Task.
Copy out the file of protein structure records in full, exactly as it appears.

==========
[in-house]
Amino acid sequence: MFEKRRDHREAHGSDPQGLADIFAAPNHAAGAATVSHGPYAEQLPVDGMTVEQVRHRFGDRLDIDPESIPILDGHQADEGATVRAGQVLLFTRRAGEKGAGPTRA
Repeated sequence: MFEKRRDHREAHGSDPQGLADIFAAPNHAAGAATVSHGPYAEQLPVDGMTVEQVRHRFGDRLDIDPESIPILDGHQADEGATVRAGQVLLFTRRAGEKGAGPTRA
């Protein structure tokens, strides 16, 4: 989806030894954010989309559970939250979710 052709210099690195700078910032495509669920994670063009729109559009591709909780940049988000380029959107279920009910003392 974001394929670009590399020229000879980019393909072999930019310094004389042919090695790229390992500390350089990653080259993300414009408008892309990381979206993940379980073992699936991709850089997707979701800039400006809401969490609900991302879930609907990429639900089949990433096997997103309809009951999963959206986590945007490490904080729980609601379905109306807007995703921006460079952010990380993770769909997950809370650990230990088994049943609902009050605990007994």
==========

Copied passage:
[in-house]
Amino acid sequence: MFEKRRDHREAHGSDPQGLADIFAAPNHAAGAATVSHGPYAEQLPVDGMTVEQVRHRFGDRLDIDPESIPILDGHQADEGATVRAGQVLLFTRRAGEKGAGPTRA
Repeated sequence: MFEKRRDHREAHGSDPQGLADIFAAPNHAAGAATVSHGPYAEQLPVDGMTVEQVRHRFGDRLDIDPESIPILDGHQADEGATVRAGQVLLFTRRAGEKGAGPTRA
């Protein structure tokens, strides 16, 4: 989806030894954010989309559970939250979710 052709210099690195700078910032495509669920994670063009729109559009591709909780940049988000380029959107279920009910003392 974001394929670009590399020229000879980019393909072999930019310094004389042919090695790229390992500390350089990653080259993300414009408008892309990381979206993940379980073992699936991709850089997707979701800039400006809401969490609900991302879930609907990429639900089949990433096997997103309809009951999963959206986590945007490490904080729980609601379905109306807007995703921006460079952010990380993770769909997950809370650990230990088994049943609902009050605990007994």